chapter 10 - the domain of the word
- among the oldest symbolic systems in the world are those organized around the content and the rules of language.
- what makes words so powerful is that they enrich life by expanding the range of individual experience.
- but more important, the written words allows us to understand better what is happening within ourselves.
to be a witness
- Strand claims that often he starts writing without anything specific in mind. what gets him started is the simple desire to write. writing for him - as for the rest of the individuals discussed in this chapter - is a necessity, like swimming for a fish or flying for a bird.
the haven of words
- Domin's skill with words was not something that manifested itself early or suddenly. she became interested in language after she learned first greek and latin, and later italian, french, english, and spanish. as she learned to speak these various languages, she became fascinated by the fact that the same word may have certain set of connotations in one and a very different network of meaning in another. Or that one language could express some emotions or events more accurately tha another.
struggles with the field
- like many writers and painters, Domin is torn between endorsing two opposite images of the artist. one is the idealized version, in which genius triumphs no matter what obstacles stand in its way. the second is based on experience, and it recognizes the fact that jealous and antagonistic critics have ways to silence the artist's voice.
telling it as it is
- honesty is important to the poet for at least two reasons.
- the first is that if she lets ideology or undue optimism color the way she reports her experiences, the truth content of the poem will be corrupted.
- the second is that the poet must be honest with herself, always evaluating what she writes and not letting wishful thinking stop her from improving the evolving work
released by style
- it is fascinating how the pursuit of artistic domains such as music or poetry, and also of scientific domains like geometry and science, is motivated not so much by the desire to achieve some external goal - a poem of proof - but by the feeling of freedom from the threats and stresses of everyday life one experiences when completely immersed in the domain. paradoxically, it is the abstract rules we invent to limit and focus our attention that give us the experience of untrammeled freedom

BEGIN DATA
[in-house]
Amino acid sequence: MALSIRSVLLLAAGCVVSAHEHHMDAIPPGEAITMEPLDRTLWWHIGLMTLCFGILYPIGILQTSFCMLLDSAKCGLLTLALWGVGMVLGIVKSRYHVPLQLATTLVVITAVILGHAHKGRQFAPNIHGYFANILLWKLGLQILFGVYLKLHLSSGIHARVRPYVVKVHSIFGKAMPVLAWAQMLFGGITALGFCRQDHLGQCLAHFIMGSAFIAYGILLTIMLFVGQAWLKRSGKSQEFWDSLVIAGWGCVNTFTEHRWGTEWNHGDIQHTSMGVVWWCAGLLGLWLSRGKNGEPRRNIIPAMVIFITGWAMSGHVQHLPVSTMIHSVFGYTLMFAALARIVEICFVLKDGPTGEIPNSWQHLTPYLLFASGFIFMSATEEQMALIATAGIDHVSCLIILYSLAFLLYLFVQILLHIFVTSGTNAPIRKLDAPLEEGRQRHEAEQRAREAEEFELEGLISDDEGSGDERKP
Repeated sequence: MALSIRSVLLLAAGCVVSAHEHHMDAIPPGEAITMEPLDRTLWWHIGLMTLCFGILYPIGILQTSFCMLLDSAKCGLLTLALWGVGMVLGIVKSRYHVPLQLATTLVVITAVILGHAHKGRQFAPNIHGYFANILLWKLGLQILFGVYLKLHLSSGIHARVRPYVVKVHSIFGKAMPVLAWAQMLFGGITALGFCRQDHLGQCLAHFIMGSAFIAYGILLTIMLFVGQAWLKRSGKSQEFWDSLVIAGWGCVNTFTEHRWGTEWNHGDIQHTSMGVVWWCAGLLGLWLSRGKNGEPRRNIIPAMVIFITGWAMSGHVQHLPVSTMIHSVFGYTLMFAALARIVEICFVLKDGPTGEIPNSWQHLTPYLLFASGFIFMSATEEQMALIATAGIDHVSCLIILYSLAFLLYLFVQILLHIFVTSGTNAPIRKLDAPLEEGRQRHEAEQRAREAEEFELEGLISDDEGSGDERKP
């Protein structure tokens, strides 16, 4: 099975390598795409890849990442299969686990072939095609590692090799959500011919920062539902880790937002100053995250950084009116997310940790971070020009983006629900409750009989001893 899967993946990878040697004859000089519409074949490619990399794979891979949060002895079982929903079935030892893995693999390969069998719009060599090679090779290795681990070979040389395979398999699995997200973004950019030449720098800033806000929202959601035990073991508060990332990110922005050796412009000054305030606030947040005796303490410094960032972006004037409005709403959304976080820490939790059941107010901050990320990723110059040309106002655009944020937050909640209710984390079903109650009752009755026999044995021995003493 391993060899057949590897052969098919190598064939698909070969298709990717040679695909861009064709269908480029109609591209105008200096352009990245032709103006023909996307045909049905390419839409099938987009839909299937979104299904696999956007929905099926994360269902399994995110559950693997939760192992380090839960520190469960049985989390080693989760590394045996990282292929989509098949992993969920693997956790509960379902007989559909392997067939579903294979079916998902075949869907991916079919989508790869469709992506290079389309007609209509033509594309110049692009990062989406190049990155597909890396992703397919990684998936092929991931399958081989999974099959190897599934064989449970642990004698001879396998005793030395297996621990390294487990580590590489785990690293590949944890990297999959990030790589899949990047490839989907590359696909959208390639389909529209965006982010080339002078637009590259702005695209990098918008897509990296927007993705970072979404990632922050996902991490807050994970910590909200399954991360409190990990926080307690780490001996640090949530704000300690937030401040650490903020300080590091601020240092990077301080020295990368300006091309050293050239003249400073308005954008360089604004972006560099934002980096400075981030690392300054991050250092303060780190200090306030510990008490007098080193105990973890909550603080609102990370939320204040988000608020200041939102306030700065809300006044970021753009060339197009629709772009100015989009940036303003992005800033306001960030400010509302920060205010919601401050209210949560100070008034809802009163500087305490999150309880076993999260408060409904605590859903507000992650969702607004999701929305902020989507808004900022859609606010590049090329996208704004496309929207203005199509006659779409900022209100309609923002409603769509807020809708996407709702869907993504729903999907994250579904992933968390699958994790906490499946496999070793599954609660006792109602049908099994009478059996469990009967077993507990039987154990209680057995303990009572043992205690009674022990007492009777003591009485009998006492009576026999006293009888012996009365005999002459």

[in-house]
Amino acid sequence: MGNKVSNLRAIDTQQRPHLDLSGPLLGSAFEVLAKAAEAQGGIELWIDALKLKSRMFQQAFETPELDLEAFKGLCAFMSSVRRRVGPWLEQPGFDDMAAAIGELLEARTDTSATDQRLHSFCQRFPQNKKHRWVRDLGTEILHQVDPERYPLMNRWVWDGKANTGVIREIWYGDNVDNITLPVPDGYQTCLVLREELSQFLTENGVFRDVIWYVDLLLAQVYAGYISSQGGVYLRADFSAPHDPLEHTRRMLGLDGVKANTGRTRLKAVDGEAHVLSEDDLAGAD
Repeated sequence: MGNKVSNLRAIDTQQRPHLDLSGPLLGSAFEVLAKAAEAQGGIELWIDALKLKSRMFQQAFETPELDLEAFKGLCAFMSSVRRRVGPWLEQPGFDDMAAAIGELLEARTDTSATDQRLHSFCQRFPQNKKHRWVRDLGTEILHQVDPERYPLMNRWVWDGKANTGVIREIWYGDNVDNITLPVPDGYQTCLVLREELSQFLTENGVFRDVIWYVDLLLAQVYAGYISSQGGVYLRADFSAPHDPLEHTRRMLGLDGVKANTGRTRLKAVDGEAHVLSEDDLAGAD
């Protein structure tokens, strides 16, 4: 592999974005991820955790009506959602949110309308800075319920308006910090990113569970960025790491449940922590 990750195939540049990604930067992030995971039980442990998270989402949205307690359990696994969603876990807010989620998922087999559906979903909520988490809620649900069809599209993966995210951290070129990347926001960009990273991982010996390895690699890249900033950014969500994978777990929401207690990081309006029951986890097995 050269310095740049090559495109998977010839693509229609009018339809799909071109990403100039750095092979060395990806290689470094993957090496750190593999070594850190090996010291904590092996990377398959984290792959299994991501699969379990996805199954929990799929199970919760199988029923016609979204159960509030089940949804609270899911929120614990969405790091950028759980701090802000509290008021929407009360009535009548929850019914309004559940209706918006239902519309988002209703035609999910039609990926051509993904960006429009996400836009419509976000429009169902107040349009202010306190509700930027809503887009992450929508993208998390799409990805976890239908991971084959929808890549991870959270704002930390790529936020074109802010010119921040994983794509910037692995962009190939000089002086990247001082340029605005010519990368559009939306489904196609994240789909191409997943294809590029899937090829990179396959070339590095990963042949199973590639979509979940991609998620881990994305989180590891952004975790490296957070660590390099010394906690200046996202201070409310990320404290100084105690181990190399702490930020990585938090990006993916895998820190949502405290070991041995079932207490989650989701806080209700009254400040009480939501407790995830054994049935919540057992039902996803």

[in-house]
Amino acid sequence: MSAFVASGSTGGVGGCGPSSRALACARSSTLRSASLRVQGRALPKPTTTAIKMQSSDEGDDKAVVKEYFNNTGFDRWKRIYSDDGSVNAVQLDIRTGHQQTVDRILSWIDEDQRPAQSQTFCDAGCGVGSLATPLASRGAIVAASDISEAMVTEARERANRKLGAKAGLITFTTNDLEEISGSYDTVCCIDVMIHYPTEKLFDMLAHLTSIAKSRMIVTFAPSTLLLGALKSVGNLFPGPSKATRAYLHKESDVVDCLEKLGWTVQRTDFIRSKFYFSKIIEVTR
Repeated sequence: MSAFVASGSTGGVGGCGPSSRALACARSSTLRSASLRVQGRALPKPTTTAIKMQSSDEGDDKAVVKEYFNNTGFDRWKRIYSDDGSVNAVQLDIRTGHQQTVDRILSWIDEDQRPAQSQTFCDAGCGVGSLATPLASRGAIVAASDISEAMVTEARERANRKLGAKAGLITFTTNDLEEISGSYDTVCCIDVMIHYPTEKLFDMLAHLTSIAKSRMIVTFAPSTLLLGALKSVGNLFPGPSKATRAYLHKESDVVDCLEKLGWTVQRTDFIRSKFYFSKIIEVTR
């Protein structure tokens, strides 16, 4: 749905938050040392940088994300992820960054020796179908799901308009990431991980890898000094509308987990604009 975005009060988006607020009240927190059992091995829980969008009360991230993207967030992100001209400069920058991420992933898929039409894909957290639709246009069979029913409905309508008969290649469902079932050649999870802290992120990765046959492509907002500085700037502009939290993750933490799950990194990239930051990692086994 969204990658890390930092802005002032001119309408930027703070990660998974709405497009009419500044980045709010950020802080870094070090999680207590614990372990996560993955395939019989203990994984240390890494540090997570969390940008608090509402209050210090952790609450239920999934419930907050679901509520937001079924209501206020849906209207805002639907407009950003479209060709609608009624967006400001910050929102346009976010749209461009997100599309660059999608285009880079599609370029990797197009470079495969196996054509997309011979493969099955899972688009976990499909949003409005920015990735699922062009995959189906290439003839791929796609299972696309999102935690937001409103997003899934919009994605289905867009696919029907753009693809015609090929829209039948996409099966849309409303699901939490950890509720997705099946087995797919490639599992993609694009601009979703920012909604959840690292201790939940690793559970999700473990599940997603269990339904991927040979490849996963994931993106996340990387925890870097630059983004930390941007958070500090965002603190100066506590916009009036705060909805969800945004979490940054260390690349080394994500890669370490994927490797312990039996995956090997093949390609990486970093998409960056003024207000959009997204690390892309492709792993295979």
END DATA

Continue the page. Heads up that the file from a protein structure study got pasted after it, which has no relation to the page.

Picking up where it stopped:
- as powerful as poetry is, it does not resolve all one's problems. mastering a symbolic style - be it poetry or physics - does not guarantee one will also bring order to those events that lie outside the rules of the domain. poets and physicists may bask in the beautiful order of their craft as long as they are working at it, but they are as vulnerable as the rest of us when they step back into everyday life and have to confront family problems, time pressures, illness, and poverty. this is why it becomes so tempting to invest more and more energy in one's work and forget everyday life - in other words, become a workaholic.
- women feel responsible to their families of origin and extended relatives in ways that men do not. of course, the men in our sample feel a great deal of responsibility to their wives and children, and the depth of guilt they experience if they feel unable to meet their obligations can be overwhelming. but their sense of responsibility is generally limited to the role of husband and father, whereas the women's usually embraces a larger web of kinship
the survival of the human spirit
- in her own work, L'Engle feels that the enjoyment of writing comes first, followed by a sense of responsibility for what she writes. because she knows that her books influence a lot of readers, she is concerned about not passing on a destructive message. even when the characters in the book suffer and seem at the end of their rope, she believes that "you have to get them out, into some kind of hope. I don't like hopeless books. books that make you think, 'ah, life's not worth living.' I want to leave them thinking yeah, this endeavor is difficult, but it is worth it, and it is ultuimately joyful"